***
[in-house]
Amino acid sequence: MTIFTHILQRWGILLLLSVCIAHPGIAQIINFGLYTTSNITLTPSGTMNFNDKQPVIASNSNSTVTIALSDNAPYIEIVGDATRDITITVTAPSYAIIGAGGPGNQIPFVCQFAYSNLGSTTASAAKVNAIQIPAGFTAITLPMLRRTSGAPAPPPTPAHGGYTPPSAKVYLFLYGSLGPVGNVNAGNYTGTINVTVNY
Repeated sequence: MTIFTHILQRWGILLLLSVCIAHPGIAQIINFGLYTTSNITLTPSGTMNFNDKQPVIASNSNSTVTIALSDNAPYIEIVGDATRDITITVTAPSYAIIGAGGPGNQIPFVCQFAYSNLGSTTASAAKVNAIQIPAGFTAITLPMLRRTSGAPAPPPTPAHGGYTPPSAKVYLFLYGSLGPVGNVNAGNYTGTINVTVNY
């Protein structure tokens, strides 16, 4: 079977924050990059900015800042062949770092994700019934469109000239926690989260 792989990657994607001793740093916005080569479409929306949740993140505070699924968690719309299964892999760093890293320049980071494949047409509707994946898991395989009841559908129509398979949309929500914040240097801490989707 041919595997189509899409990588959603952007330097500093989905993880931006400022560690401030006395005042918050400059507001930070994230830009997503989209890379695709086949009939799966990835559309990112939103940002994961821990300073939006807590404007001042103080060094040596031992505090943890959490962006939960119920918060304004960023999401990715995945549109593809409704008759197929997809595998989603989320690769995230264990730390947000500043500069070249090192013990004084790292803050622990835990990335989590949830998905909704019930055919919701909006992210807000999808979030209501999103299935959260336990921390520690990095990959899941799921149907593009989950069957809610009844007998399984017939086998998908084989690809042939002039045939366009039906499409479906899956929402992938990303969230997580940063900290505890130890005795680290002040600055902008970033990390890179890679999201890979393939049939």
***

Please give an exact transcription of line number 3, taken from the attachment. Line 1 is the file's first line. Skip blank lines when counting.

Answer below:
Repeated sequence: MTIFTHILQRWGILLLLSVCIAHPGIAQIINFGLYTTSNITLTPSGTMNFNDKQPVIASNSNSTVTIALSDNAPYIEIVGDATRDITITVTAPSYAIIGAGGPGNQIPFVCQFAYSNLGSTTASAAKVNAIQIPAGFTAITLPMLRRTSGAPAPPPTPAHGGYTPPSAKVYLFLYGSLGPVGNVNAGNYTGTINVTVNY